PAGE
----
01 June 2014

Profitable Growth

"By itself, there is no virtue in business growth.  A company is not necessarily 'better' because it is bigger, any more than the elephant is 'better' because he is bigger than the honeybee."

--Peter F. Drucker

In the fourth and final installment on principles of business growth we turn our attention to additional findings from the study of an often illusive subject.   

Our premise from the beginning:

That a one-dimensional strategy is insufficient to achieve sustained growth and create a future for the organization.   In addition, healthy and sustained growth, even with the right people and processes, is as much mystery as planned strategy.

In the book, "The Alchemy of Growth," the authors remind us of key factors for growth:
  • That accelerating growth lies in turning ideas into reality 
  • A group cannot profit from an opportunity, no matter how attractive, if it cannot martial capabilities to capture and defend it
An article published in the McKinsey Quarterly raised this question, "Is your growth strategy your worst enemy?"

The authors then asked: "Why do plans that look good on paper go so bad when they are executed?"

One reason plans don't go well is attributed to secondary effects such as not accounting for how the competition might react.  Rivals often threaten the best laid plans by inventive responses.  Put another way every action produces a reaction, some of which may not be anticipated in the planning process. 

Good growth and bad growth

What else does management writer Peter Drucker have to say about business growth?  
  1. While every business would likely claim a desire to grow only a handful have a growth policy or growth strategy.  Fewer know whether they are really growing or just becoming more obese.
  2. A business has to be the right size for its market, its economy and its technology. The danger is becoming marginalized in any markets the business may be in.  An enterprise is always the wrong size if it is marginal in its market.
  3. A company must know its minimum growth goal or it has no growth policy. 
  4. The first step in a growth strategy is not to decide where and how to grow.  It is to decide what to abandon.  In order to grow you must have a systematic policy to get rid of the outgrown, the obsolete, the unproductive. The foundation of a growth strategy is the freeing of resources for new opportunities.
  5. It is not, "How much growth do we want?"  Rather it is, "How much growth do we need so as not to become marginal as our market grows?"
  6. The greatest mistake in a growth strategy is to try to grow in too many areas.  
Changing Mindsets

Coming out of a very deep recession, how do leaders manage the polarity between expense and growth? 

"Going after revenue productivity requires a different corporate mindset than the one for achieving cost productivity," says consultant Ram Charan

"Here, what you spend is less important than what you spend it on and the revenue it produces.  And just as you get everyone to focus on cost-cutting, you need to get everyone focused on revenue productivity," Charan adds.

He goes on to propose a "growth budget" for getting silos to work together; to lay out a plan for growth; and most importantly, how to fund that plan.  

A growth budget would be separated from the traditional budget so it could be identified and have with it discipline and review.  That way everyone could see the funding for growth. This design focuses on building the business while encouraging and rewarding cooperation to reach a common goal.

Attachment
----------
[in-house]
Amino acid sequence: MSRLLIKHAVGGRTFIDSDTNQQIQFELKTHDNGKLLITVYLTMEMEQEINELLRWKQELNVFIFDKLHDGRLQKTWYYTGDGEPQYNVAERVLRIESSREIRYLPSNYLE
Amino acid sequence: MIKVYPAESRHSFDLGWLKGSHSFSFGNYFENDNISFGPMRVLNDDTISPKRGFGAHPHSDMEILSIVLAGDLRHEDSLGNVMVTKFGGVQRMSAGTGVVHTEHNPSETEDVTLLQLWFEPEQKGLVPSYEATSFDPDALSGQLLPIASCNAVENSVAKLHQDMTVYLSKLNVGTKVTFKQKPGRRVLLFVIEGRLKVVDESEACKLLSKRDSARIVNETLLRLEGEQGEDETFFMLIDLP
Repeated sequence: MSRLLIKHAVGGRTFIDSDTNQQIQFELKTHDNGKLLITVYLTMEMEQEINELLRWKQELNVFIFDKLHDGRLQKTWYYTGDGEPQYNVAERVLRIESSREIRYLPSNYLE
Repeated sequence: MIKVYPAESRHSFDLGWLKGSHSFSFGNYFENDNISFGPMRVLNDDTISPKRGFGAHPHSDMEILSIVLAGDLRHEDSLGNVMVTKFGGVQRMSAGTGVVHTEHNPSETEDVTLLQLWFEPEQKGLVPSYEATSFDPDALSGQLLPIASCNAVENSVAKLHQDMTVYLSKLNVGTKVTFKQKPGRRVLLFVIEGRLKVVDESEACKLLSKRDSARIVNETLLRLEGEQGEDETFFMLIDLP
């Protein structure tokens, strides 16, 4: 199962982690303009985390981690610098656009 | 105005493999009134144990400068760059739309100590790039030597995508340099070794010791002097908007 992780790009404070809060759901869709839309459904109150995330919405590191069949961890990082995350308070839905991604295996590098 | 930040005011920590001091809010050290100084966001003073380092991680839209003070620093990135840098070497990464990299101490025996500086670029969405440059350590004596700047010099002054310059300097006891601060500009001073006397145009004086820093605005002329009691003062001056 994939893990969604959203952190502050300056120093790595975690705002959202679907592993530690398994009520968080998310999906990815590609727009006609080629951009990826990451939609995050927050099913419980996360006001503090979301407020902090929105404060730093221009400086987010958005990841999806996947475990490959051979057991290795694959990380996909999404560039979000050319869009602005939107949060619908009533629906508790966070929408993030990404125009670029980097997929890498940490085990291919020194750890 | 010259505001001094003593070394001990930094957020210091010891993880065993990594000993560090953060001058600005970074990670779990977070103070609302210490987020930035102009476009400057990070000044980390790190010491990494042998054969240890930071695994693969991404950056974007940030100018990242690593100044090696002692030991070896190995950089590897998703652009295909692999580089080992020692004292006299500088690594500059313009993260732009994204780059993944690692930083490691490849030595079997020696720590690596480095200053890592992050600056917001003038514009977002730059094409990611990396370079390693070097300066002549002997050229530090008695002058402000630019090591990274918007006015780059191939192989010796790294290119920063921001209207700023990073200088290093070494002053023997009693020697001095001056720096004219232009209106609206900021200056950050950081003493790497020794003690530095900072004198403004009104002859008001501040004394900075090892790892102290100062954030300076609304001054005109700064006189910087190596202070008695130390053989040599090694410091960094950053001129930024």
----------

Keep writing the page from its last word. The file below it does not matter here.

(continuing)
Charan makes the point that having a social engine (not a task force), centered around open communication and relationships built on trust, enables collaboration to occur naturally and helps foster growth.   

Do you have a growth budget to pursue the right opportunities?

More than the right organizational chart, do you have a healthy social system to get things done?

The next big thing

"Everybody is fleeing into the future just as fast as they can," says Paul Saffo, of Discern Analytics.   He adds, "They don't know what they are going to need in their toolkit, so they are grabbing stuff as they go."

So Google and Facebook start a bidding war for Titan Aerospace, a drone start-up that makes high-flying robots.  Google bought Titan (terms not disclosed) as Facebook acquired U. K.-based Ascenta, another drone maker. 

That Facebook deal puts in place another building block of beaming the Internet to a third of the world's population who can't get it any other way.  

In the meantime Apple pays $3 billion to acquire popular headphone maker Beats Electronics, and its related streaming music service Beats Music, to shore up iTunes.    

With billions in reserves (Apple alone has more than $137 billion in cash--greater than Microsoft and Google combined), these technology and social media giants can afford to place multiple bets on the next big thing and wait for their investments to pay off, if they ever do.

Unfortunately, most cannot participate in that kind of big-dollar acquisition spree with an uncertain or likely delayed return on investment.

How then does everyone else grow profitably (including nonprofits who also need to show a profit or have reserves)?

To answer that question let's come back to our original blog post in this series.  As the "Alchemy" writers concluded, that in addition to hard work and timing, most businesses and nonprofits grow and sustain that growth by:

-Extending and strengthening the core of an existing business

-Developing new entities (faster than existing ones are extinguished)

-Instituting a process for creating viable options--stretching the mind for future possibilities

Perhaps that three-dimensional approach is worth trying during your next strategic planning cycle, especially if profitable growth, however defined, is the ultimate goal.


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